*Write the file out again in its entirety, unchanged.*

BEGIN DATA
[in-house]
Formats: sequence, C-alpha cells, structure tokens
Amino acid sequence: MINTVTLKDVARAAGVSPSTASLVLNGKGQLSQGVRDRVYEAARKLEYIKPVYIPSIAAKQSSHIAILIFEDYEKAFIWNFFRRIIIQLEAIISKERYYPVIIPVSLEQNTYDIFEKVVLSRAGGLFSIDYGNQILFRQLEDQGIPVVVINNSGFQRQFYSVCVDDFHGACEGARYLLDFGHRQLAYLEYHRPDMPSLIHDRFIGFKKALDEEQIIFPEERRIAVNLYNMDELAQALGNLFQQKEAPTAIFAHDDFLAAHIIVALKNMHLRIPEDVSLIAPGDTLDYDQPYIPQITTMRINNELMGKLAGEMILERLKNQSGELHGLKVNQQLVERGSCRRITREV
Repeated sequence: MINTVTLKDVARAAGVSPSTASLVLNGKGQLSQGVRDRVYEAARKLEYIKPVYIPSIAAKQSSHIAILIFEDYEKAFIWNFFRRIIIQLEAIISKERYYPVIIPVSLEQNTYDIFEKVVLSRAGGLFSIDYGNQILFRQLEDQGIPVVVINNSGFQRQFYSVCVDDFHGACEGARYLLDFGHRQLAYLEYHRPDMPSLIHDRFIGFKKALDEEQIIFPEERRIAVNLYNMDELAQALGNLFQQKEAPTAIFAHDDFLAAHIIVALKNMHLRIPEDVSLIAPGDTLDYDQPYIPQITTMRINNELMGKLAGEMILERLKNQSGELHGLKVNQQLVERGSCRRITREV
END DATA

[in-house]
Formats: sequence, C-alpha cells, structure tokens
Amino acid sequence: MINTVTLKDVARAAGVSPSTASLVLNGKGQLSQGVRDRVYEAARKLEYIKPVYIPSIAAKQSSHIAILIFEDYEKAFIWNFFRRIIIQLEAIISKERYYPVIIPVSLEQNTYDIFEKVVLSRAGGLFSIDYGNQILFRQLEDQGIPVVVINNSGFQRQFYSVCVDDFHGACEGARYLLDFGHRQLAYLEYHRPDMPSLIHDRFIGFKKALDEEQIIFPEERRIAVNLYNMDELAQALGNLFQQKEAPTAIFAHDDFLAAHIIVALKNMHLRIPEDVSLIAPGDTLDYDQPYIPQITTMRINNELMGKLAGEMILERLKNQSGELHGLKVNQQLVERGSCRRITREV
Repeated sequence: MINTVTLKDVARAAGVSPSTASLVLNGKGQLSQGVRDRVYEAARKLEYIKPVYIPSIAAKQSSHIAILIFEDYEKAFIWNFFRRIIIQLEAIISKERYYPVIIPVSLEQNTYDIFEKVVLSRAGGLFSIDYGNQILFRQLEDQGIPVVVINNSGFQRQFYSVCVDDFHGACEGARYLLDFGHRQLAYLEYHRPDMPSLIHDRFIGFKKALDEEQIIFPEERRIAVNLYNMDELAQALGNLFQQKEAPTAIFAHDDFLAAHIIVALKNMHLRIPEDVSLIAPGDTLDYDQPYIPQITTMRINNELMGKLAGEMILERLKNQSGELHGLKVNQQLVERGSCRRITREV